We now present the results of the network analysis for two families of important organic electron acceptors: substituted perylene diimides (PDI) and C_{60} fullerenes. Fullerene derivatives are preeminent acceptors in virtually all high-performance organic photovoltaic (OPV) cells (30). Monofunctionalized fullerenes such as PC_{60}BM (Fig. 1) are high-mobility *n*-type semiconductors, despite forming disordered glassy films (12), and bis and tris-functionalized fullerenes attract interest due to their lower electron affinities and potential to sustain higher device open-circuit voltages in solar cells (31, 32). PDI derivatives have been studied as promising replacements for fullerenes in OPVs (33), as they are inexpensive, robust, and possess highly tunable solubility and orbital energetics (34). In both families of materials, the attachment of side chains renders the materials soluble in common organic solvents (requisite for solution phase film growth), and in the resulting films, the side chains contribute negligibly to the orbitals mediating charge transfer (Fig. 1).

The network methodology developed in the previous section was used to interrogate the mesoscale electrical connectivity of PDI derivatives with varying length side chains, from dioctyl (DO-PDI) to dihexyl (DH-PDI), dibutyl (DB-PDI), and diethyl (DE-PDI), as well as C_{60} derivatives, PC_{60}BM, bis-PC_{60}BM, and tris-PC_{60}BM, that differ by the number of attached side chains (Fig. 3*C*). For each of the seven materials, a 64-molecule cluster was simulated using classical molecular dynamics (MD) in an isobaric–isothermal ensemble. The central role of surface effects in both OPVs and organic transistors makes it necessary to simulate finite clusters rather than bulk periodic materials (1, 7). The network analysis for each material was then performed on 50 snapshots collected from five independent MD trajectories (the size dependence, role of surface molecules, convergence behaviors are discussed in the *SI Appendix*). These simulations were used to assess each material’s capacity to form mesoscale networks in disordered environments. (See *SI Appendix, Methods* for additional details.)

Network analysis for each material within the PC_{60}BM family was performed over a *V*_{T} ranging from 1 to 50 meV. The magnitude of the coupling element between MOs, *V*_{ij}, determines the upper limit for the rate of charge transfer between molecules [*A* shows the number of independent (unconnected) networks as a function of *V*_{T} for the C_{60} derivatives. In this analysis, fewer networks implies greater electrical connectivity throughout the cluster, and therefore favorable mesoscale charge transport. There is also a conceptual connection between network fragmentation behaviors and Klein and Randić’s idea of graphical resistance (36). Across the fullerene series, increasing functionalization unambiguously leads to greater network fragmentation. In the case of the highly substituted tris-PC_{60}BM material, fragmentation even occurs at the smallest investigated values of *V*_{T} (for *V*_{T} = 1 meV, ∼3 networks exist on average).

To establish the degree to which fragmentation correlates with an actual spatial contraction of the transport network, we evaluated the radius of gyration, *R*_{NET}, of the largest network in each system*i* runs over all *N* atoms in the largest network, *r*_{i} is the position of atom *i*, and *R*_{SYS}, was calculated according to Eq. **2** while allowing the summation to run over all atoms in the cluster. The ratio *R*_{NET}/*R*_{SYS}, hereafter referred to as the percolation ratio, provides a metric for the degree to which the largest network percolates the cluster.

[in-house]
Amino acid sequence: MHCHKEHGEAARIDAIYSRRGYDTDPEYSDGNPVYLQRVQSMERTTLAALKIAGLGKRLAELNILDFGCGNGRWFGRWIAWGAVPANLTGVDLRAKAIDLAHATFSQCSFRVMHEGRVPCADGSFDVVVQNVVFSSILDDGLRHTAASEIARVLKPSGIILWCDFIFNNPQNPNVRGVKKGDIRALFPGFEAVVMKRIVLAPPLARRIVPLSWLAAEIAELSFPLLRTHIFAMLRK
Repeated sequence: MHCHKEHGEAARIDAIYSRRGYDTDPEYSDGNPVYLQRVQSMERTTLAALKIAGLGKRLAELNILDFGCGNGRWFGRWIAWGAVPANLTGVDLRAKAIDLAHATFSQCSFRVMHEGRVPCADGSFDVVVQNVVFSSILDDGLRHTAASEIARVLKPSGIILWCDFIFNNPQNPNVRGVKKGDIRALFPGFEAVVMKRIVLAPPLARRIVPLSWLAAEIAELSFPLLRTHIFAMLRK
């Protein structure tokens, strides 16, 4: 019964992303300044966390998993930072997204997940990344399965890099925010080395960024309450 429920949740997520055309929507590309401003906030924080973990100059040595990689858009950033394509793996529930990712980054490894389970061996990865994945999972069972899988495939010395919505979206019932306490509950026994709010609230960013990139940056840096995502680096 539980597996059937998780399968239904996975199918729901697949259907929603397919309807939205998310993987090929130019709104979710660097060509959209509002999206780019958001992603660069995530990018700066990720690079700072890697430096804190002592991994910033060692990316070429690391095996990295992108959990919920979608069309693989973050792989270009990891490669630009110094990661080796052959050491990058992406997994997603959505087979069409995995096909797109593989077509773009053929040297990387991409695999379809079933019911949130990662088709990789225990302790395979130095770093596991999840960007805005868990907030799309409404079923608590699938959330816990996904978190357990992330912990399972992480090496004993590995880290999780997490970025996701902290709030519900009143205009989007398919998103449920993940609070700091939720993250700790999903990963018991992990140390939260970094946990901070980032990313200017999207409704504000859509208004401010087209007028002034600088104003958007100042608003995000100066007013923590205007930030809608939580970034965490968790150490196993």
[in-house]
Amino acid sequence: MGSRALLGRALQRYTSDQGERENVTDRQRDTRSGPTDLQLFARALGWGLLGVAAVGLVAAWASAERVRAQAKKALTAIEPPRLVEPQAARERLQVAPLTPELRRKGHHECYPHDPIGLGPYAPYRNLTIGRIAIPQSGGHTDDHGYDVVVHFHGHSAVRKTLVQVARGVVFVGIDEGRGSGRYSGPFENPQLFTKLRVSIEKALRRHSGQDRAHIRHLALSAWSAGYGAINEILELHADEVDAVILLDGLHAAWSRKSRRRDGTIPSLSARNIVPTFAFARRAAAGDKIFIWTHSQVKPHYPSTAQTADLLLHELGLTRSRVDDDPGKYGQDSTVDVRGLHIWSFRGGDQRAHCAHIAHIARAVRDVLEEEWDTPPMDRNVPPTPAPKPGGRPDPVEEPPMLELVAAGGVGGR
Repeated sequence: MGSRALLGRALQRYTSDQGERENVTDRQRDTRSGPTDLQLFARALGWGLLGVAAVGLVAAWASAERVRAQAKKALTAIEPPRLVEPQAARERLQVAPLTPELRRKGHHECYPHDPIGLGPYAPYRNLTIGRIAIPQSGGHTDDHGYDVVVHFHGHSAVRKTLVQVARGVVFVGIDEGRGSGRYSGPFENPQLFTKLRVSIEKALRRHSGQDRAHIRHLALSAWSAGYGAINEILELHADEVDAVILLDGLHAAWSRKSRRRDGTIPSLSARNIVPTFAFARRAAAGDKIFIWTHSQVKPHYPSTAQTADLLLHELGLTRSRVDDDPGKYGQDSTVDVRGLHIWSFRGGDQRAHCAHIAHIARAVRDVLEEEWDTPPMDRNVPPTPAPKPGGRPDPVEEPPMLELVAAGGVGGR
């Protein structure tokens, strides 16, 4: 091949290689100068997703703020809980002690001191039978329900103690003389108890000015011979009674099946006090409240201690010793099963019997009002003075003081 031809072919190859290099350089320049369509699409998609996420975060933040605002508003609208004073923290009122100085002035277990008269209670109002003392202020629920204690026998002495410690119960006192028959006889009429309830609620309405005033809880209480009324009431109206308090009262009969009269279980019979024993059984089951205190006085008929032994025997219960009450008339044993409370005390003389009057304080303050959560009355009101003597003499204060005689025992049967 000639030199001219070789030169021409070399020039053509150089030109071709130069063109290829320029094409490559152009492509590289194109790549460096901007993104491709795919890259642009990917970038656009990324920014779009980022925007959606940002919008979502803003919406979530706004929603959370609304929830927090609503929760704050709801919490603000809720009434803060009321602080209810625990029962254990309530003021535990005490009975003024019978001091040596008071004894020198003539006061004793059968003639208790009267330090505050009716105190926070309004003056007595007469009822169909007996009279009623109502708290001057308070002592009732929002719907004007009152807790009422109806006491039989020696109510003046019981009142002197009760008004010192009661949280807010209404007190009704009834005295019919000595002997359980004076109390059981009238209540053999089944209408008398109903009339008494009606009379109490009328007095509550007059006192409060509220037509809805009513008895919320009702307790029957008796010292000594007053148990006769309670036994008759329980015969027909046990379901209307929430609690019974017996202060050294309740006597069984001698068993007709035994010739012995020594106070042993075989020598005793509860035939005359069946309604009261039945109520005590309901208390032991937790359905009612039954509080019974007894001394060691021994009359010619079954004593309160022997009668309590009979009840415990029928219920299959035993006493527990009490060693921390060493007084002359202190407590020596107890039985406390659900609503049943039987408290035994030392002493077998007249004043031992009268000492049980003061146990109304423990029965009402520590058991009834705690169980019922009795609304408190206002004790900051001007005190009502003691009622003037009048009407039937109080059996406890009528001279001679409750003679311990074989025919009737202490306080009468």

Fig. 3*A* shows the percolation ratio as a function of *V*_{T} for the present C_{60} derivatives. The network characteristics of the tris-PC_{60}BM material are again qualitatively distinguished from the mono and bis materials by a precipitous decline in percolation behavior above the 1-meV threshold. The failure to produce percolating networks at even small couplings suggests that coherent electron transport between tris-PC_{60}BM molecules is strongly suppressed in this material, and that electron transfer is limited to thermally activated nuclear rearrangement. This qualitative distinction between PC_{60}BM and bis-PC_{60}BM relative to tris-PC_{60}BM is surprising in light of the incremental nature of the substitution: the tris-material, although energetically semiconducting with a band gap similar to the other materials, behaves mesoscopically as an insulator due to poor intermolecular coupling and high energetic dispersion. This is also born out experimentally by the exceptionally poor electron mobility reported for tris-PC_{60}BM (∼4 × 10^{−9} cm^{2} V^{−1} s^{−1}) relative to PC_{60}BM (∼1 × 10^{−3} cm^{2} V^{−1} s^{−1}) and bis-PC_{60}BM (∼1 × 10^{−4} cm^{2} V^{−1} s^{−1}), assayed by space-charge limited current measurements (37). Our simulations can also be compared with the corresponding organic solar cells, whose filamentous acceptor domains have dimensions comparable to our simulated clusters (30). OPV devices using the tris-PC_{60}BM acceptor show consistently poor photocurrent production in all known device configurations (37, 38), suggesting that tris-PC_{60}BM fails to facilitate the electron–hole separation necessary for photocurrent production; whereas, efficient devices using both mono and bis-PC_{60}BM acceptors have long been known (31).

The same network analyses that were performed on the C_{60} derivatives were next performed on the family of PDI acceptors (Fig. 3*B*). Qualitatively, the network structure of the PDI materials shares similar nonpercolative features with the tris-PC_{60}BM networks. Even at the permissive 1-meV coupling threshold, the derivatives with the longest side chains, DO-PDI and DH-PDI, are comprised of many networks, and none of the materials efficiently percolate the cluster volume for *V*_{T} > 1 meV.